Orkideh Torabi makes paintings that lampoon Iran’s patriarchal society, depicting Iranian men as absurd clown-like figures, drawing attention to the personal, political and social issues facing Iranian women. Her caricatures of male Iranian archetypes are made by painting on a silkscreen with fabric dye, then transferring the image onto the canvas using a squeegee, like a monoprint. This technique generates lurid, vividly saturated surfaces, relying on chance and imperfections. She mocks the complex and fragile masculinity of the Iranian society in which women appear completely absent. By portraying them with cartoonish whimsy, she strips the male oppressors of their power by undermining the culture of machismo that pervades Iranian society. Torabi says, “In demasculinizing them, and through repetition and displacement, I allow myself, as a female, to possess their power.”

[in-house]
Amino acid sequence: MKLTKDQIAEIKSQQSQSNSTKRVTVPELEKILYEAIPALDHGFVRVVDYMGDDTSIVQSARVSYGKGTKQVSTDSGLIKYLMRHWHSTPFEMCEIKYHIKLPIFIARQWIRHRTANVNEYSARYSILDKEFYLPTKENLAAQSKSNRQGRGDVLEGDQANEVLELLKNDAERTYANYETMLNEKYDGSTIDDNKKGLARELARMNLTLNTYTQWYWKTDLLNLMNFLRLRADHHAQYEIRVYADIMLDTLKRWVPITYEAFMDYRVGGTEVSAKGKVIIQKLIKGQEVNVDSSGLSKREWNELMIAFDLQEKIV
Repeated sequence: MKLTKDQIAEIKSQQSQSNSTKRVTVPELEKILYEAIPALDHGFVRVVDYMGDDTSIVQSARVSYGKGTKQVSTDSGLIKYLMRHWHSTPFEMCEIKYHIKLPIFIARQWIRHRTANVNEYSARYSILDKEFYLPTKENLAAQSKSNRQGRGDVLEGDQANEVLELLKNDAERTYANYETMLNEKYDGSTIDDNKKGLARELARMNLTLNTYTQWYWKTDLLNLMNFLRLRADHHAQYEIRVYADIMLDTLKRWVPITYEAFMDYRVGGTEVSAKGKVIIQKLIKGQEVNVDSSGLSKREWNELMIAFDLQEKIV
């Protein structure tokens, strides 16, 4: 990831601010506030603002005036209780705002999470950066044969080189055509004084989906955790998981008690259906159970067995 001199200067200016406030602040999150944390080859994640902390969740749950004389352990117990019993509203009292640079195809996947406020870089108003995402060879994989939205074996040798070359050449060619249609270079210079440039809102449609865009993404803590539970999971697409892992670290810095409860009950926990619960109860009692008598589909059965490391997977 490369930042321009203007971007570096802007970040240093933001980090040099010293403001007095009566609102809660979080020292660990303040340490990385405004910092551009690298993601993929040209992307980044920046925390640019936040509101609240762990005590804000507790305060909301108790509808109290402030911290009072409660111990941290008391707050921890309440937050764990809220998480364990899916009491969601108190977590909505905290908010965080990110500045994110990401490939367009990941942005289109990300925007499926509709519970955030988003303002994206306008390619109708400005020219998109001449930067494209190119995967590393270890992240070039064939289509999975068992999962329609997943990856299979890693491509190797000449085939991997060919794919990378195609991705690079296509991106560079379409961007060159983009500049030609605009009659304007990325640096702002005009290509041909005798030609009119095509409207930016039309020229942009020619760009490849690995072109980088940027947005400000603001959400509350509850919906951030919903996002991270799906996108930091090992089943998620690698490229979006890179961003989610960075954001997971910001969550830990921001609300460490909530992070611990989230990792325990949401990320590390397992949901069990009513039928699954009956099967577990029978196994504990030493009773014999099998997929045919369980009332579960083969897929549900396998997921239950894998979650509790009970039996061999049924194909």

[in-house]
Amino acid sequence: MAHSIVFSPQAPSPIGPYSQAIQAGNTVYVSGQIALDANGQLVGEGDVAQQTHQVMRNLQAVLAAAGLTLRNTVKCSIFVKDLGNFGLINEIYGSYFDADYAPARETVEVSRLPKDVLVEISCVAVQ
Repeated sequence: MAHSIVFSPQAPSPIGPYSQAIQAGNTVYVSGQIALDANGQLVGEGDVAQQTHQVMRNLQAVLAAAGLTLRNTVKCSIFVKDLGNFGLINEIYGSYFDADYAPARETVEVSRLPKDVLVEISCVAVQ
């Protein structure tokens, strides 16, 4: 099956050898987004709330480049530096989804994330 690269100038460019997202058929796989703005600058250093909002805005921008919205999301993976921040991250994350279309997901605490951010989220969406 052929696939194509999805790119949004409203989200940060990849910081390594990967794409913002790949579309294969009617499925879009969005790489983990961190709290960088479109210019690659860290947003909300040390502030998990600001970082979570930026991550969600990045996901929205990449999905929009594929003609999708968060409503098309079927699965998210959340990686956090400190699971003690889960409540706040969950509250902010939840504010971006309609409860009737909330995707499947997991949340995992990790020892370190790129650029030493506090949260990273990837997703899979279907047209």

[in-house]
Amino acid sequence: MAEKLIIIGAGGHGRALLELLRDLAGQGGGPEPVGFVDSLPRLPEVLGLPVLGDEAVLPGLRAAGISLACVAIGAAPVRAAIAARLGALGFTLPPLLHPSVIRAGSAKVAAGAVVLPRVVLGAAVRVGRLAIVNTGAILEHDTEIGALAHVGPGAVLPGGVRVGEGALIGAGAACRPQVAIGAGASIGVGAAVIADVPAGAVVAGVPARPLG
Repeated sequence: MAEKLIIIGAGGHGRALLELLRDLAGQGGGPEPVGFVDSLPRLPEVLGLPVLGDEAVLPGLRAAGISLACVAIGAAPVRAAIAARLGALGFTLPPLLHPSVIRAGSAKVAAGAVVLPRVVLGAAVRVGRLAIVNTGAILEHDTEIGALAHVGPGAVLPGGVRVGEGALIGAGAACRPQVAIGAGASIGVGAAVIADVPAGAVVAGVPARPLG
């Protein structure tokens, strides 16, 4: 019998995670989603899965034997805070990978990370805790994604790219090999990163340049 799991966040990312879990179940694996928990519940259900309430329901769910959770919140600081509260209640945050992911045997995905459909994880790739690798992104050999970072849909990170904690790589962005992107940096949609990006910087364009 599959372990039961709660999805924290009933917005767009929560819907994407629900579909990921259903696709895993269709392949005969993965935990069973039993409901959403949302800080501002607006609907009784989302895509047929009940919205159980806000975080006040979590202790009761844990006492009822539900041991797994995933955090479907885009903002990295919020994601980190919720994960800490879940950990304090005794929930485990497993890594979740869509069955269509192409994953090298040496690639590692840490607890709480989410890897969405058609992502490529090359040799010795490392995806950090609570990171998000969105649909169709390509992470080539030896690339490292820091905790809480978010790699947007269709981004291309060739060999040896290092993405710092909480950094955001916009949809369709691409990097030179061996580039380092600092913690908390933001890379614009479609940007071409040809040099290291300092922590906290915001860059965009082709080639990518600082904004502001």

Writing recently in the Chicago Reader, artist and critic Dmitry Samarov observed “…the pieces that affected me the most were Orkideh Torabi’s portraits. Silk-screened onto cotton in an odd, batik-like stained technique, the faces are eerily anonymous, yet somehow particular and subjective. Some seem like playing-card silhouettes, while others are reminiscent of circus posters or mugshots. Slippery, unfinished patterns lend an unsettled, mysterious demeanor. Their grouping forms a sort of rogues’ gallery, though each offender’s crime is to be supplied by the viewer’s imagination.”
Orkideh Torabi received her MFA from the School of the Art Institute of Chicago in 2016, and she received her MA and BA from The University of Art in Tehran. Her work has been shown in Chicago, Austria, and Tehran. Her first solo show in the United States was in the summer of 2016 at Western Exhibitions, a show that was reviewed in New City. She lives and works in Chicago.